In the Pink: Pride & Prejudice

When someone tells me they aren’t politically correct, I get confused. It’s a bit like, but more intense than saying, “I don’t believe in manners.” Does this mean you like to raise your hand and say “how” to people that appear Native American? Do you ask angry ladies if they’re on the rag? Or instead, do you generally enjoy the playful use of language with those you know?

The issue of sensitivity is complicated enough that it seems to annoy people into a haze of insensitivity. We also enjoy the taste of blood, and will chase it into any dark alley off the map. All of the sudden, we’re huddled over the kill, and as our adrenaline subsides we look down at the fallen and realize, “Hey, I know this kid!”

Wah-waaaaah

In PDX we have a lot of politically charged performance art. We have drag that obliterates gender, glamorous slut-pride, and amazing fat fierceness.

I have a friend named Rachel Palmer that performs at queer dance events, and has toured with CJ and Dolls, a killer Q-Pop group based in Portland. Rachel shares something with a lot of the successful queer performers here. She isn’t afraid of controversy. She’s completely charismatic, and shock value isn’t necessarily the goal, but she isn’t afraid of silent prudish judgment.

So, the envelope shoved Portland, and feathers ruffled. Not everyone sees the art in modern dance numbers garnished with strap-on dildos and facial hair constructed of snipped pubes. I get goose bumps, the good kind, just thinking about it. I’m rarely shocked anymore, but I always surf the crowd for a face in awe to enjoy vicariously.

Just as some performances are cliché, some antics perhaps overstep the line. It’s hard to quantify the appropriate amount of controversy. In fact, you just can’t. Some artists are insatiable, and scream for more as a synthetic fetus is pulled from the legs of an unknown gendered performer, and flung with much goo into a bewildered crowd. Others balk at a poet’s attempt to reclaim derogatory labels at a reading.

It isn’t as simple as saying, “Well, if someone’s feelings get hurt or feels oppressed by the performance, then that’s going too far.”

It can be that these experiences that force a dialogue that was hanging out in the dark corner of the auditorium with my yearbook picture. These issues are here, and denying them doesn’t make anything better.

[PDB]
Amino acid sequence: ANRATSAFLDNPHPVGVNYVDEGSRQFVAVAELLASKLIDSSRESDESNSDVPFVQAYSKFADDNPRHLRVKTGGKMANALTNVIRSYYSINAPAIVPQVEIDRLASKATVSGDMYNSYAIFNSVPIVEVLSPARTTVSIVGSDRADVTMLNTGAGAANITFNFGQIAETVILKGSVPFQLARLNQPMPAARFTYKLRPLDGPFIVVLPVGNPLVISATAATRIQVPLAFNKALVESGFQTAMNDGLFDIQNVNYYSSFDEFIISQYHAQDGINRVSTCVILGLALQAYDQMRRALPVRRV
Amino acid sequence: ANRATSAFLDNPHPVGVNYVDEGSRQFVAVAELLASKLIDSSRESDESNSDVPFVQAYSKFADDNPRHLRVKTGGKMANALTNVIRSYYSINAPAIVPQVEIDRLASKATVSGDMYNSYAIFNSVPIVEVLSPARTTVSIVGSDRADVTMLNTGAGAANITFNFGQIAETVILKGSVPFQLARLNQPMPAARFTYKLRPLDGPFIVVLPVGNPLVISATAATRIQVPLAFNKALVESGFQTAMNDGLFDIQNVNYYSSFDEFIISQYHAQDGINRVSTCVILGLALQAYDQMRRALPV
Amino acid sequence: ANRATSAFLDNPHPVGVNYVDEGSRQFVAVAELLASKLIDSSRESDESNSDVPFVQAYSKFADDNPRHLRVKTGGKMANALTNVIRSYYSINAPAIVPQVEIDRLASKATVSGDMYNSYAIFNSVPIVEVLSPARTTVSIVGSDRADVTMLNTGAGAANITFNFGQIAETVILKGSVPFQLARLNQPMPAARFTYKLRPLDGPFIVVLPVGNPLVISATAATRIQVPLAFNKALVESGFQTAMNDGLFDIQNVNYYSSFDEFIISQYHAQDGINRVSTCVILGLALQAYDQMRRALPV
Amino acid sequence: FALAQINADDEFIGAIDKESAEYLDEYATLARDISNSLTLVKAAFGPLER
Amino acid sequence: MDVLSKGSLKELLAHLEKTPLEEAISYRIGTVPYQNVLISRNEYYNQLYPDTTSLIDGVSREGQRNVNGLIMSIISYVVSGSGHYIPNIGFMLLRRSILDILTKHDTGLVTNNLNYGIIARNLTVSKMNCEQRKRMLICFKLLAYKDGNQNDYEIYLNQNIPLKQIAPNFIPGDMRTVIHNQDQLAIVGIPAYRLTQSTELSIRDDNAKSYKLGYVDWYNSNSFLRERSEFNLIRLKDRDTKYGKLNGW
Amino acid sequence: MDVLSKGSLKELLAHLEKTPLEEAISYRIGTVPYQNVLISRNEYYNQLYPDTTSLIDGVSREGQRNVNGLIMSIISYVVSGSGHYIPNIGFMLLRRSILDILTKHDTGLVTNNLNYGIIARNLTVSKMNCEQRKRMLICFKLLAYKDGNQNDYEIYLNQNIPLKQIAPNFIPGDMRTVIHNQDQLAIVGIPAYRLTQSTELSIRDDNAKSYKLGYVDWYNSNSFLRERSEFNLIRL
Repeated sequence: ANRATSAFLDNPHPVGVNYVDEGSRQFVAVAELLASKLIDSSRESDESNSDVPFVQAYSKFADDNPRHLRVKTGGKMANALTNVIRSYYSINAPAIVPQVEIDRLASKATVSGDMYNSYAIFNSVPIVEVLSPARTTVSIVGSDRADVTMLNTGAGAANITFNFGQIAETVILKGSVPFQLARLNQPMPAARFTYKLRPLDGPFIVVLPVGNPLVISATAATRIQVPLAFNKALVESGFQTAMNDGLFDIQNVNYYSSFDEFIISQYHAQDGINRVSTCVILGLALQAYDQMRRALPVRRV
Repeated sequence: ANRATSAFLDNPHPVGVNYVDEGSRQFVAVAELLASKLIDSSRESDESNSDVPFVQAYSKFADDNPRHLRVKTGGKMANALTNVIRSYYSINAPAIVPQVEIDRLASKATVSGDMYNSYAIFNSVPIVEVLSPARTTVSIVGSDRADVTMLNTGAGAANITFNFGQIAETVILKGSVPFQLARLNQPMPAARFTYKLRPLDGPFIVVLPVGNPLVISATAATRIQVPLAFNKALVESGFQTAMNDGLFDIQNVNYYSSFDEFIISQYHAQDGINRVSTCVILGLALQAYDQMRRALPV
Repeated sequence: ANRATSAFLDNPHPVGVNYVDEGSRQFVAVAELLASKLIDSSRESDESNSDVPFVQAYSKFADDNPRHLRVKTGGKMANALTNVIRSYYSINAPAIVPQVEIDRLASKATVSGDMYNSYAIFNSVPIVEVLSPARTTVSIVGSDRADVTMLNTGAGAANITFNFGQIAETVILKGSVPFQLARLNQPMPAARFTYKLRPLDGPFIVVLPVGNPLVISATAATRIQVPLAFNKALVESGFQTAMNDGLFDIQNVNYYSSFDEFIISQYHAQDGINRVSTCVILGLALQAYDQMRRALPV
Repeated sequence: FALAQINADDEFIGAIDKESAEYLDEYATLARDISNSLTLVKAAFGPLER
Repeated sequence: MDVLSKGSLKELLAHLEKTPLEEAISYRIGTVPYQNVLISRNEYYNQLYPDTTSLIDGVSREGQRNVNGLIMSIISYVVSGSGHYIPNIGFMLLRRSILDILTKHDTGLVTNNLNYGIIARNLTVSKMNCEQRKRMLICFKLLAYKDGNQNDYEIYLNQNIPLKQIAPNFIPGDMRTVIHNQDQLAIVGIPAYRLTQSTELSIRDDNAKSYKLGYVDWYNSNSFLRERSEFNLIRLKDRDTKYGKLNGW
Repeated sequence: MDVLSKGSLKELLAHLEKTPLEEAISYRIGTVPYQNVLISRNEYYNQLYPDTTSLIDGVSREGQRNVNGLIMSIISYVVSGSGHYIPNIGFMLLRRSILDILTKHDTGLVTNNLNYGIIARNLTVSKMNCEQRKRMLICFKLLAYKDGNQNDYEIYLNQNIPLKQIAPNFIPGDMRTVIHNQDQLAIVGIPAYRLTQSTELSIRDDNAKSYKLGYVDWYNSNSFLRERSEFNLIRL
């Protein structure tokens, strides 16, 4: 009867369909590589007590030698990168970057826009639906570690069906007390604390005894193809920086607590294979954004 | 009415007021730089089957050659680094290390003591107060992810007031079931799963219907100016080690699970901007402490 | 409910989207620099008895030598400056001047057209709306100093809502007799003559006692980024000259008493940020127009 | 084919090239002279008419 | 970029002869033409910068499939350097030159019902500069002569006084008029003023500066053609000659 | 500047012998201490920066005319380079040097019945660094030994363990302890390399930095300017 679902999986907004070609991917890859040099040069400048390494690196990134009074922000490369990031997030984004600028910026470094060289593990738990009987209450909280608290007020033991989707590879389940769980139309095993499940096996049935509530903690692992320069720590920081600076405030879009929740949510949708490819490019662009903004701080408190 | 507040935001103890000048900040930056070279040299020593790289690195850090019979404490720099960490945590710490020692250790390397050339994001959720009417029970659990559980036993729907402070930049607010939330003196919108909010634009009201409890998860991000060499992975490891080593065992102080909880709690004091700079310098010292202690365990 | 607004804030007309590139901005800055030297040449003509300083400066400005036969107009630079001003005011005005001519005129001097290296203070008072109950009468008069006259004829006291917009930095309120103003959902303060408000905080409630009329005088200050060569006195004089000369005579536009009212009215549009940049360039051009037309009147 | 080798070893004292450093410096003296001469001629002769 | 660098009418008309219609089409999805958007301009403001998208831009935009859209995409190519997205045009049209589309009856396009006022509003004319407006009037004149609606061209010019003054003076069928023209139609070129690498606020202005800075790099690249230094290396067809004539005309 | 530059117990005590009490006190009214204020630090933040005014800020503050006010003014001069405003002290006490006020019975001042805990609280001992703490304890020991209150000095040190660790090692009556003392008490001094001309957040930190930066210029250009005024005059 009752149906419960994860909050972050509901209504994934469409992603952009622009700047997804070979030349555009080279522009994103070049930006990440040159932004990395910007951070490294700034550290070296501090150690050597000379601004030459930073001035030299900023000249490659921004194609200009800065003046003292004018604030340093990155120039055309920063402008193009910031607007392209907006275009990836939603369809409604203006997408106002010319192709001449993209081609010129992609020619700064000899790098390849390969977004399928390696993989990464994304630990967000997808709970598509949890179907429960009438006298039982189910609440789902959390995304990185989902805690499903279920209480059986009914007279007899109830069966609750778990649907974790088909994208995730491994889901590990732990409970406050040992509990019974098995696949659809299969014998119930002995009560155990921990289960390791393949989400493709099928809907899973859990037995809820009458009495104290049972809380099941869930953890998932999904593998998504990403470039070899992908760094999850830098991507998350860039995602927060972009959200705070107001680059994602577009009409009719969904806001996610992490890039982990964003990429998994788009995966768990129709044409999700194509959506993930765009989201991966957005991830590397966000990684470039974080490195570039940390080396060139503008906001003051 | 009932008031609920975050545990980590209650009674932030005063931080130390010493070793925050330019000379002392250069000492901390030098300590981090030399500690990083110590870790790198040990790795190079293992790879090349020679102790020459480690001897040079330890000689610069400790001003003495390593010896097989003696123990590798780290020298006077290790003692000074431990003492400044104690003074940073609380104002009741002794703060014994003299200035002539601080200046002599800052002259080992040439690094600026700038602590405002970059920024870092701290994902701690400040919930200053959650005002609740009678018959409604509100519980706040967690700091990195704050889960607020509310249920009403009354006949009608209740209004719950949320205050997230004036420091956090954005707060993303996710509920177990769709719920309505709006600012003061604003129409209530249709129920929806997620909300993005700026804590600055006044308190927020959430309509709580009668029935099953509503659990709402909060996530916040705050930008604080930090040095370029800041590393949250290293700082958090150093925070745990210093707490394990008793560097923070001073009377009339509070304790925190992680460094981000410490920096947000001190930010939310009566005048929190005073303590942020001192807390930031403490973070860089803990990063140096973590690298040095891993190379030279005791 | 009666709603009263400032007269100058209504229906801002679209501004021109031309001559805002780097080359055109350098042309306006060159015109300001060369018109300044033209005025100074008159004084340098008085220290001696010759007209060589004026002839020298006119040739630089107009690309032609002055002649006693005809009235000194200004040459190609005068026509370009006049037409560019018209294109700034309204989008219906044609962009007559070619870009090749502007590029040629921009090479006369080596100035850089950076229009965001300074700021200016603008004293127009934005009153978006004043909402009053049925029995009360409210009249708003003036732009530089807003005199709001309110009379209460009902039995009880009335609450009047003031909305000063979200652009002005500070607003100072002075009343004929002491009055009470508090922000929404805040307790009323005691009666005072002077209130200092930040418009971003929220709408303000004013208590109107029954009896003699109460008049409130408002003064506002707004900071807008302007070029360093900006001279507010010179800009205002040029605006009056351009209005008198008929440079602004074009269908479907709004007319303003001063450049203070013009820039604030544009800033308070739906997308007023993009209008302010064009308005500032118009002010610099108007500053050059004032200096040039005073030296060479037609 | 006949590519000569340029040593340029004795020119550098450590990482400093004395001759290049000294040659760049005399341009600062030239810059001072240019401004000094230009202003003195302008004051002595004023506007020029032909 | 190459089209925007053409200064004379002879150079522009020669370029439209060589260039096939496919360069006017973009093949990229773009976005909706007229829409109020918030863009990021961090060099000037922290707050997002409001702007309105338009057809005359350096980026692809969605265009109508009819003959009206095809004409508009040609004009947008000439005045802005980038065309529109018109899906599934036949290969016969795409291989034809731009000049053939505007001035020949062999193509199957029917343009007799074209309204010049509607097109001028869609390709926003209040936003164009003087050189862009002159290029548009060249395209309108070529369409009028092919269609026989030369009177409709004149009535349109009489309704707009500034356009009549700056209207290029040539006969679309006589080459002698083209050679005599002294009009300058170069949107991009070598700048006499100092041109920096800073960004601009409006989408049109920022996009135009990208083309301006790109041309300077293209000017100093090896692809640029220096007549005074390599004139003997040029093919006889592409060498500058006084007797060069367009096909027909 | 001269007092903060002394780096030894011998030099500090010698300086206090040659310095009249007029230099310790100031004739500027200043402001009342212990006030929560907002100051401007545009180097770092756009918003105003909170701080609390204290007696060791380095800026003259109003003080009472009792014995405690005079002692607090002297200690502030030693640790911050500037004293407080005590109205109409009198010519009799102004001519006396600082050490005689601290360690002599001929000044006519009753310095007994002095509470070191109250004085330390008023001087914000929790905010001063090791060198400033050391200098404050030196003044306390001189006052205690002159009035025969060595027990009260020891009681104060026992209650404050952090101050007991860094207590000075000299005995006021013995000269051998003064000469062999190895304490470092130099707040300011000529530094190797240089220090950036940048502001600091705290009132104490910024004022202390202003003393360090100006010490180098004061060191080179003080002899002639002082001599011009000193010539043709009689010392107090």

In all of the crossfire that occurs between minority groups, you would think we’d all have each other’s back. This simply isn’t true or possible. Being queer is unacceptable in many minority groups, and there are racist queers that don’t see the hypocrisy of their prejudice. It seems desperate, as if they’re frantically trying to step on someone else at the bottom of the barrel. Mid-barrel isn’t so great when you’re on top of people that could’ve pulled you out.

We face so much drama in the pursuit of equality that we forget to treat our community with respect, forgiveness, and the benefit of the doubt. That last one is vital. Anyone willing to confront issues on stage is, if nothing else, brave. However, I have seen flat out character assassination from people that I respect and care for. Labels thrown out casually can torment and ruin a person. If you are going to publically accuse someone of being a sexist pig, for example, think before you speak, and make sure you know what you’re talking about. Prejudice requires confrontation with care. Rage-filled drama never healed a wound. That would be change and compassion.

I want all of you amazing performance artists to keep bringing the spandex and the glitter into the limelight. you make cheap beer taste like champagne, and body hair look flaxen in its well-earned sweat. Let’s all take care of each other, because I’m hoping you’re going to continue to push that envelope, and I think the messengers are damn sexy.

Lyska Mondor

About Lyska Mondor

Lyska Mondor writes regularly for Just Out. She is a published poet and aspiring sci-fi author.

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